Eh? No you can’t.

I’ve done martial arts over the years. I used to learn how to kill people twice a week, every week. If I then went out and actually killed someone I would be held responsible, not my instructor.

I’m not familiar with the Paladin case so I can’t comment on that except to say I’m not surprised it was a civil case rather than a criminal case. Civil cases require a lower standard of proof than criminal cases.

To win a civil case, all you need to do is prove the accused is guilty on balance of probabilities ie 50% ie it’s more likely than not that the accused done the deed. To win a criminal case, you need to prove beyond reasonable doubt that the accused done the deed. Criminal guilt requires a higher standard of proof.

If we are talking about legal accountability here, we need to understand that what we are talking about is the means of transmission of information.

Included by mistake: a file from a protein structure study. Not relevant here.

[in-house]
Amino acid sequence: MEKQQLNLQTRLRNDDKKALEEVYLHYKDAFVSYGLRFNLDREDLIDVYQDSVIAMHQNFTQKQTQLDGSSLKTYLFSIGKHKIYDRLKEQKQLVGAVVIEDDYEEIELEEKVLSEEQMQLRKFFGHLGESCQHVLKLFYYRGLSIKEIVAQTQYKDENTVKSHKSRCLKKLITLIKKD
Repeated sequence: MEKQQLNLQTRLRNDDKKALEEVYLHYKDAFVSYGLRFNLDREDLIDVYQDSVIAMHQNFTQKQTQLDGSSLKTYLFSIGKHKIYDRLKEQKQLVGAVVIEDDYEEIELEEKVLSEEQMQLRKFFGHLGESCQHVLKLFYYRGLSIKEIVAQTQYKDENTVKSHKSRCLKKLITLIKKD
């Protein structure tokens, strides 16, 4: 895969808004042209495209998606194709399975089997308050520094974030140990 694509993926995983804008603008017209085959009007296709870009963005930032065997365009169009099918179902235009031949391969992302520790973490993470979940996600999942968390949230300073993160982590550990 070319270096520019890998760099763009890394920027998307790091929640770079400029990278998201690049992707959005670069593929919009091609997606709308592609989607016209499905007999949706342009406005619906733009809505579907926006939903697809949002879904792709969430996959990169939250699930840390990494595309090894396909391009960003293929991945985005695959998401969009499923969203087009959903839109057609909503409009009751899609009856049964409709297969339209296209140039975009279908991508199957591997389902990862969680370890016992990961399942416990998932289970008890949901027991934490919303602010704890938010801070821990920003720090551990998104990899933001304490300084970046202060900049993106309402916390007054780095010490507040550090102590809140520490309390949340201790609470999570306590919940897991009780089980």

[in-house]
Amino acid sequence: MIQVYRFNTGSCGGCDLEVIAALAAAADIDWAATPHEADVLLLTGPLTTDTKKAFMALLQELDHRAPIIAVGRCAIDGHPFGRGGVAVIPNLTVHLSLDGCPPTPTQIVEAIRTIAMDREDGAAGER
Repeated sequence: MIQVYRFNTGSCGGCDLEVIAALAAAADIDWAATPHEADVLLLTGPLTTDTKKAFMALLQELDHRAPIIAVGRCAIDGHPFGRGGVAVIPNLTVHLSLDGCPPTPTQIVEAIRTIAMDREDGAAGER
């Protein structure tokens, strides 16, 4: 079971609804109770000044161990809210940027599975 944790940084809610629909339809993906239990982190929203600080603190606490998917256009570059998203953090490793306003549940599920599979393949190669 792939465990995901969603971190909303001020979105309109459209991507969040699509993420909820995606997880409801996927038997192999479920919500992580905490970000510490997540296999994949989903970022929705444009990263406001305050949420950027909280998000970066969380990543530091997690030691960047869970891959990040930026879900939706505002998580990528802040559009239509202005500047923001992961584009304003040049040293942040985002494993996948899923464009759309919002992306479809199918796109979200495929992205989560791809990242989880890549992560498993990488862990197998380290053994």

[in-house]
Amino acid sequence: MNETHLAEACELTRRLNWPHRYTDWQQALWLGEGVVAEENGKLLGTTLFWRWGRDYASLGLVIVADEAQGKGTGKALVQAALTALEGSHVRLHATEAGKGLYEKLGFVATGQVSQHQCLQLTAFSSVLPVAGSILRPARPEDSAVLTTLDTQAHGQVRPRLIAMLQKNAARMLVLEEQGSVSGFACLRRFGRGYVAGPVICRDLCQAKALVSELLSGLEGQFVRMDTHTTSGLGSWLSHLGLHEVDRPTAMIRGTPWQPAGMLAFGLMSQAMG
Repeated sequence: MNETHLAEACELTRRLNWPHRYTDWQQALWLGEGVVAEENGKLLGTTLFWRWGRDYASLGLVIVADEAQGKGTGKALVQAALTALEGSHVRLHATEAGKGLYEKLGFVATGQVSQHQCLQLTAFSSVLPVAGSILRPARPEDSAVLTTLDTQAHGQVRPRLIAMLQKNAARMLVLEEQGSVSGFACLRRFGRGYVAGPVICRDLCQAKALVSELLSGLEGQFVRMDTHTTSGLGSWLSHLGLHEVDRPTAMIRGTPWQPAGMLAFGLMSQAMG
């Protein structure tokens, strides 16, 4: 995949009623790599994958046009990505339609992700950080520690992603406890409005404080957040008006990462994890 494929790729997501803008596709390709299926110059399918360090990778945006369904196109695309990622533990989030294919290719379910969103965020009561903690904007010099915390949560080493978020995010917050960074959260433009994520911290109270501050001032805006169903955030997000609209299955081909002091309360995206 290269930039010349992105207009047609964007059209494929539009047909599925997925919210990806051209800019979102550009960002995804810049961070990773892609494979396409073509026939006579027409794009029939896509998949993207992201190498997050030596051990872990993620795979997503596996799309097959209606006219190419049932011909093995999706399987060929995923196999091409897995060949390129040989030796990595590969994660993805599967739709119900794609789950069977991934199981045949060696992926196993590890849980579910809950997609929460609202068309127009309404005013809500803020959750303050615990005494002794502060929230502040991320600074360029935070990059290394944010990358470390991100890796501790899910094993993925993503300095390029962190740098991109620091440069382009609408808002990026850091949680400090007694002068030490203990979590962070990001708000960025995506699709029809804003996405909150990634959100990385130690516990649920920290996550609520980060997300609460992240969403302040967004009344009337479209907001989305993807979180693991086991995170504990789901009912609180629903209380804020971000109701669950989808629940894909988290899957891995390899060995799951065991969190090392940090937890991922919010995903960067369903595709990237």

Three means of transmission have been mentioned:

  • information transmitted via a discussion held in an auditorium owned by Company X

  • information transmitted via an internet message board

  • information transmitted via a published book

I would think that each of these three would be viewed differently (by the law). However there is a crucial difference between the first two and the last one (the book).

The first two merely provide a forum wherein things can be discussed. The book provides direct information on a particular subject and so therefore is (arguably) more culpable.

Since the SDMB is quite obviously not a “hate” site I would think it extremely unlikely that anyone could successfully sue the Reader for something they read on this board. If the SDMB were a hate site and had a history of incitement and a history of providing people with instructions on who to kill and how to do it, then it might be different.